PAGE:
Although it is difficult and intimidating to initiate one’s confrontation with such a dense knowledge as is necessary to fully comprehend in its entirety the copious interlocking mechanisms integral to the proper functioning of a modern automobile (especially given the automotive industry’ tendency to undergo constant technological development), any responsible driver sees the value in acquainting his- or herself with a basic understanding of the mode of operation of the vehicle driven. Accordingly, here is a brief overview of the inner workings of a standard car engine, presented in the context of a car that possesses an engine that will not initiate properly, albeit the driver’s correct operational behavior. It is my theory that within these circumstances much can be learned about how an engine creates motion and man creates an engine, albeit a slightly arbitrary example.
If and when your engine refuses to cooperate despite your best attempts to commence transportation, you may be suffering from one or more of three basic types of engine malfunction: the fuel-air mixture within the engine cylinders may not be appropriate, there may be a lack of necessary compression within the cylinders, or the engine may be failing to spark.
There are, of course, thousands of minor issues that could yield a dead engine and span beyond these problems, but the vast majority of them will either fall into the three aforementioned categories or occur so rarely that they fall outside the scope of this article as they are not a practical teaching tool.
A few notes regarding a potentially inappropriate mix of fuel and air within the engine cylinders: The driver may have failed to fill the vehicle with an appropriate and timely amount of gas, causing only air to fill the cylinders. The air intake could also be clogged, meaning enough fuel has entered the cylinders, but the quantity of air is lacking given the context of standard engine initiation. Additionally, the fuel system may simply be funneling an incorrect proportion of both, meaning there is plenty of air and gas to be supplied, but combustion cannot occur properly due to mechanical error. Finally, there may simply be an impurity within the fuel that prevents it from burning.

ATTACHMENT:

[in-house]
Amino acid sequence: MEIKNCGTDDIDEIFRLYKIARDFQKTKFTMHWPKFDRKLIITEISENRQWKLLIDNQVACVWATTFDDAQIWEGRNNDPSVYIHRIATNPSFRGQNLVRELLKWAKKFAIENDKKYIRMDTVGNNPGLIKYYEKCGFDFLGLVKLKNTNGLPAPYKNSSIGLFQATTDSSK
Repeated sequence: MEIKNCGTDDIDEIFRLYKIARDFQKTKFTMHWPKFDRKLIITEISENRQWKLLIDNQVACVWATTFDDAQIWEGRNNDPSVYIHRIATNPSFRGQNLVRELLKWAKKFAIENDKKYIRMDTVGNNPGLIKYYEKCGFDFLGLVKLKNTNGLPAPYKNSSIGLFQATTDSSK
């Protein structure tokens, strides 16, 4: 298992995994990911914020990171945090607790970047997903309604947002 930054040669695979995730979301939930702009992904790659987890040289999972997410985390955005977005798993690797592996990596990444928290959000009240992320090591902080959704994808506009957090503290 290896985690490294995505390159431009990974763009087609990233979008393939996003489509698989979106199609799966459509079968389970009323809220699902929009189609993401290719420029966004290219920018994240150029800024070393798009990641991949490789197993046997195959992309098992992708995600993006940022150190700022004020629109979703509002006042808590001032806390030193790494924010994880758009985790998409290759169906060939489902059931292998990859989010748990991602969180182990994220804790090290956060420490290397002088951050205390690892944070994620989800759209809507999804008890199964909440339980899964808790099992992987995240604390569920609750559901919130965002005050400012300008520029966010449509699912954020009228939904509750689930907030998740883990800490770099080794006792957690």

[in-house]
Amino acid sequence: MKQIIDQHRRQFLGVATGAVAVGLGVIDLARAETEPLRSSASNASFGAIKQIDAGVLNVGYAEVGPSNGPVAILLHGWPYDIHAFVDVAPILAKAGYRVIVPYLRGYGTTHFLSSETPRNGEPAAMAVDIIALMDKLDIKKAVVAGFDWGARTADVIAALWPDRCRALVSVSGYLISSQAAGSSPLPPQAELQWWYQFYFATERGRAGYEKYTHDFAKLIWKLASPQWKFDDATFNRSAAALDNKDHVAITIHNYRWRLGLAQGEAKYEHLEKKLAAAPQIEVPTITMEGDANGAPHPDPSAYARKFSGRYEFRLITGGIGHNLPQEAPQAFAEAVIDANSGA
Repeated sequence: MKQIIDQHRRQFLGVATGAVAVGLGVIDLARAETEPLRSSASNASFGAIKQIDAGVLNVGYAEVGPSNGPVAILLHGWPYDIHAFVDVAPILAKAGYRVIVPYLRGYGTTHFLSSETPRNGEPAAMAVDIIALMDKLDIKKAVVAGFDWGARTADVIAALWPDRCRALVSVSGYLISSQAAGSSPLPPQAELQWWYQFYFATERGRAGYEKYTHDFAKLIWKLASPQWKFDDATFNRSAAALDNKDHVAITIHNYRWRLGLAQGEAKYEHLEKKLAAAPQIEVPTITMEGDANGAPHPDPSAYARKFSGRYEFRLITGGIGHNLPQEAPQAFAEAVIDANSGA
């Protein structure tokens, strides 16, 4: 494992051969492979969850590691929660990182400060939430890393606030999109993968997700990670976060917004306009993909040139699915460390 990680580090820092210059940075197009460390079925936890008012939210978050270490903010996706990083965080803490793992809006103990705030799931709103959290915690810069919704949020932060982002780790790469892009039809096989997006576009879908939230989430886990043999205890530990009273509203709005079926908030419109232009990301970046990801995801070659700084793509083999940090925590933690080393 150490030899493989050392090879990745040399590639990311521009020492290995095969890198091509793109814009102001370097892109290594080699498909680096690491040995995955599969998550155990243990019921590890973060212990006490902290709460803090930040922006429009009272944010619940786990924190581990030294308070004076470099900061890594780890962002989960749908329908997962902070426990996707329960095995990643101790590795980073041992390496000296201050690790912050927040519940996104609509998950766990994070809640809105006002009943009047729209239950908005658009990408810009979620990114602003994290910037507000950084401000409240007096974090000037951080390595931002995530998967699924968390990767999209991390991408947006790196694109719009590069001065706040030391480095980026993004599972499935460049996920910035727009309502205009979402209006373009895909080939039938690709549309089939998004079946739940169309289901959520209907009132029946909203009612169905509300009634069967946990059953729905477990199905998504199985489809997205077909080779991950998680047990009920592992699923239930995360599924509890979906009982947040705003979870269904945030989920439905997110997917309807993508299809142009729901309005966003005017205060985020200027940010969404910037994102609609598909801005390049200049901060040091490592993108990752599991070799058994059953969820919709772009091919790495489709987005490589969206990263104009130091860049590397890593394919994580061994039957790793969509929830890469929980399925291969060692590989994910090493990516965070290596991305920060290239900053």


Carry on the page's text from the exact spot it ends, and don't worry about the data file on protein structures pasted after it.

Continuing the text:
In terms of a potential lack of compression, the reader will benefit from the understanding that the combustion process integral to an engine’s functionality will not occur without a proper compression of air and fuel within the engine’s cylinders. Such compression can fail to occur if the rings running around the engine’s pistons become worn, allowing for fuel and air to leak past the piston during compression. The failure of the intake and exhaust valves to properly seal will have an identical effect. Finally, a rupture in the cylinder itself will prevent any proper combustion. These holes typically occur due to a gasket failure.
Finally, a weak or totally absent spark may occur as the result of a worn spark plug or leading wire, a cut or missing wire, an improperly functioning spark-provision system, or a malfunction that causes the spark to occur either too early or too late in the piston cycle, throwing off the ignition timing.